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Say It In Latin, Quid Pro Quo

August 23, 2016 , , ,

a rose is a rose

a rose is a rose

The phrase quid pro quo literally means something for something in Latin. When it was first used in the English language it referred to substitution of one medicine for another. The apothecary who switched the patient’s remedy for another one may have acted out of ignorance, or may have done so intentionally.  Fraud may be involved in a quid pro quo arrangement, but it is not necessarily mendacious or premeditated.  It merely suggests an exchange.  There are plenty of beneficial exchanges and trades, so why does this term sound so creepy and illicit?

The usage extended from the pharmacy into legal matters.  In this case the exchange of one thing for another may be used for favors, appropriate or inappropriate.  Now it is common to use this phrase when we suspect some kind of financial hanky panky that smells like an illegal deal.  Ponzi schemes and predatory lending might fall into this category. The Clinton Foundation has been in the news recently for possibly giving favors for donations.  The issue is in the intent of both givers.  If they both intend to evade the law through the trade, they may be acting criminally.  I am sure this is hard to prove in court, but it is done all the time, nonetheless.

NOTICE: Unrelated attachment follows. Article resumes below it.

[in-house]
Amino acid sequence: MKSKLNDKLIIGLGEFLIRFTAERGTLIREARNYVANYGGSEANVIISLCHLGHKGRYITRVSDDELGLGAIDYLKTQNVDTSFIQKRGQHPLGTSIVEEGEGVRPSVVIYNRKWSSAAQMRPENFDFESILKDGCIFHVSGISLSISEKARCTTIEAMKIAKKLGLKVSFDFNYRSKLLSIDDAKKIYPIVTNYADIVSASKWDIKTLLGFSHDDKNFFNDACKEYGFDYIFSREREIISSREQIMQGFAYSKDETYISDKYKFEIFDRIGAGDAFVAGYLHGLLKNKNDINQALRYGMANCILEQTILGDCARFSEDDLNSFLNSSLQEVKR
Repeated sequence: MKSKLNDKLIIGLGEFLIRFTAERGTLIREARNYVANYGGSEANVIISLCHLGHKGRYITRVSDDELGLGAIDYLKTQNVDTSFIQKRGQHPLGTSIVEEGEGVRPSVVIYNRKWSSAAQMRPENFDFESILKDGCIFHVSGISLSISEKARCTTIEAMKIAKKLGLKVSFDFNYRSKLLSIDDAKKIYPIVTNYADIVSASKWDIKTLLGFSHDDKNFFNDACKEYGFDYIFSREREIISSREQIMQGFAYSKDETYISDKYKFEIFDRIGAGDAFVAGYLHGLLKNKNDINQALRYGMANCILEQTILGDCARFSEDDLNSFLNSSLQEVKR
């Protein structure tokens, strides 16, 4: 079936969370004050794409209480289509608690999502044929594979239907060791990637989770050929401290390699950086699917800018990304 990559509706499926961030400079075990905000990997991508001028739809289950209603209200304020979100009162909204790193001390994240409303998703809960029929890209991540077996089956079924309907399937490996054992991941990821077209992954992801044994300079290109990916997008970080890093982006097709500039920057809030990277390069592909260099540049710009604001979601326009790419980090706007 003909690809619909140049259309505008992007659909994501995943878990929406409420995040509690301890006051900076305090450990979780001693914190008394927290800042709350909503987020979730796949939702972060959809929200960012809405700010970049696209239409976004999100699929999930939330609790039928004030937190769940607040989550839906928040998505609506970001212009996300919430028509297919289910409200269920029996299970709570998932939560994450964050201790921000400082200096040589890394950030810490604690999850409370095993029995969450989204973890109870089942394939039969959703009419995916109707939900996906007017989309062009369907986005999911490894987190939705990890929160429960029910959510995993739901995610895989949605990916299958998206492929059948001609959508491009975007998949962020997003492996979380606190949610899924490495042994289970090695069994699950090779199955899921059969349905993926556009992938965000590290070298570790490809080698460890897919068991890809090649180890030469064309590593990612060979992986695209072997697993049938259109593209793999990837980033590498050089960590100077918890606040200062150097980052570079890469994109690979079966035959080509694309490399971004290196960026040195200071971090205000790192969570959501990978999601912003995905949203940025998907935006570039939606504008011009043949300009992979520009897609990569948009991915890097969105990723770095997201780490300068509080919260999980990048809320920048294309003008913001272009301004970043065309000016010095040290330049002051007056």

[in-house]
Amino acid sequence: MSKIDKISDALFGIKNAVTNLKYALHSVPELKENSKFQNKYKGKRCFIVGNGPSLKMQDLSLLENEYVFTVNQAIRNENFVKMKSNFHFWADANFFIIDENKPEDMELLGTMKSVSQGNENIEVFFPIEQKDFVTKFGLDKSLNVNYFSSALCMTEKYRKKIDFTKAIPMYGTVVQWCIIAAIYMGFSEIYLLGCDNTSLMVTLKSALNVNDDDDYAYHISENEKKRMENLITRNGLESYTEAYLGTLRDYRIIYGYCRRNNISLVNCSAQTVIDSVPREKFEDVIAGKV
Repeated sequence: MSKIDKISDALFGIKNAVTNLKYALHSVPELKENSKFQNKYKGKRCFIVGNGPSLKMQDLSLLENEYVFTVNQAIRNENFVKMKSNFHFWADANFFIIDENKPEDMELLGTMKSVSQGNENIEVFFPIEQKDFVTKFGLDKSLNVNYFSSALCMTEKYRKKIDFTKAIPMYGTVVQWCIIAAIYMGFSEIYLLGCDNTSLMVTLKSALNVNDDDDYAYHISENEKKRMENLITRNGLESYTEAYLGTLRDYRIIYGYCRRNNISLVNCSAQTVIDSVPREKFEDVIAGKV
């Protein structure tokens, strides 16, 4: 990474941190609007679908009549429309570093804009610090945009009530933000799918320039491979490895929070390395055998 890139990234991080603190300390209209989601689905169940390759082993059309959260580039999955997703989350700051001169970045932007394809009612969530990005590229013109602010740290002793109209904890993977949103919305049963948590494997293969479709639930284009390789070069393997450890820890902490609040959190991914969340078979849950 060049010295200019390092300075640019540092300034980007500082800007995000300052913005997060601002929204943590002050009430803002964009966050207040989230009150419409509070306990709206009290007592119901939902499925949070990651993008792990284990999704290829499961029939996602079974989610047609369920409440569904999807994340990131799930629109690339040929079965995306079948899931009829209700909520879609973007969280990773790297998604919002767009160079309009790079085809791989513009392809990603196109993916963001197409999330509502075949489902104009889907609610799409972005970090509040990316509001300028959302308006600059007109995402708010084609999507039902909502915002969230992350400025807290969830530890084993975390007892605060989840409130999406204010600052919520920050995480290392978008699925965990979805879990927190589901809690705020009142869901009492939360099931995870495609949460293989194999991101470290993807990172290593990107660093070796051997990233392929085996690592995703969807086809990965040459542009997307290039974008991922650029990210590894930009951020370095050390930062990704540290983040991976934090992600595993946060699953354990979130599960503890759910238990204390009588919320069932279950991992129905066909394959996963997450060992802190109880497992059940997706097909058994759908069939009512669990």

In personal business we have quid pro quo understandings with bosses, landlords, colleagues, and clients.  It is good to examine them carefully to be sure that you have not entered an agreement that you can’t or don’t want to fulfill.  There are both written and unwritten contracts that bind people.  Healthy happy something for something trades are good for the community.  Can you think of both good and bad examples from your past?  If you are a good judge of character (caveat emptor) and value you can make sure you get a fair deal.  Pay attention to the deals you make, gentle reader, and what you accept in trade.

a rose is a rose

a rose is a rose

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